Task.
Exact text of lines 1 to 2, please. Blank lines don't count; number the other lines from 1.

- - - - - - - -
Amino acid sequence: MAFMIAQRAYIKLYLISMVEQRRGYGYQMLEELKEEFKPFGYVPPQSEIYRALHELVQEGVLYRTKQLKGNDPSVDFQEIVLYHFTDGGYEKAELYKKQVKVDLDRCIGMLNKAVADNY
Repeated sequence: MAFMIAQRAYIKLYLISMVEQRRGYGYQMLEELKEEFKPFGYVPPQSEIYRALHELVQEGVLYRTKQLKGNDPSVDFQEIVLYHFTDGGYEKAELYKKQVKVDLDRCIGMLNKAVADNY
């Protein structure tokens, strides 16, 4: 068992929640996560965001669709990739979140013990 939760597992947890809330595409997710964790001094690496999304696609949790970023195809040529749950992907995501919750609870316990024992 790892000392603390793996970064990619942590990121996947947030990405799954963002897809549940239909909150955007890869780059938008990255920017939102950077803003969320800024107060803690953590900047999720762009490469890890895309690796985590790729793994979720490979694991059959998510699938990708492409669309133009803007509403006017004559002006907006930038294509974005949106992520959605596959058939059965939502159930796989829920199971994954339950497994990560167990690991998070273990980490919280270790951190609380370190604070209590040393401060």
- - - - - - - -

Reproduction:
Amino acid sequence: MAFMIAQRAYIKLYLISMVEQRRGYGYQMLEELKEEFKPFGYVPPQSEIYRALHELVQEGVLYRTKQLKGNDPSVDFQEIVLYHFTDGGYEKAELYKKQVKVDLDRCIGMLNKAVADNY
Repeated sequence: MAFMIAQRAYIKLYLISMVEQRRGYGYQMLEELKEEFKPFGYVPPQSEIYRALHELVQEGVLYRTKQLKGNDPSVDFQEIVLYHFTDGGYEKAELYKKQVKVDLDRCIGMLNKAVADNY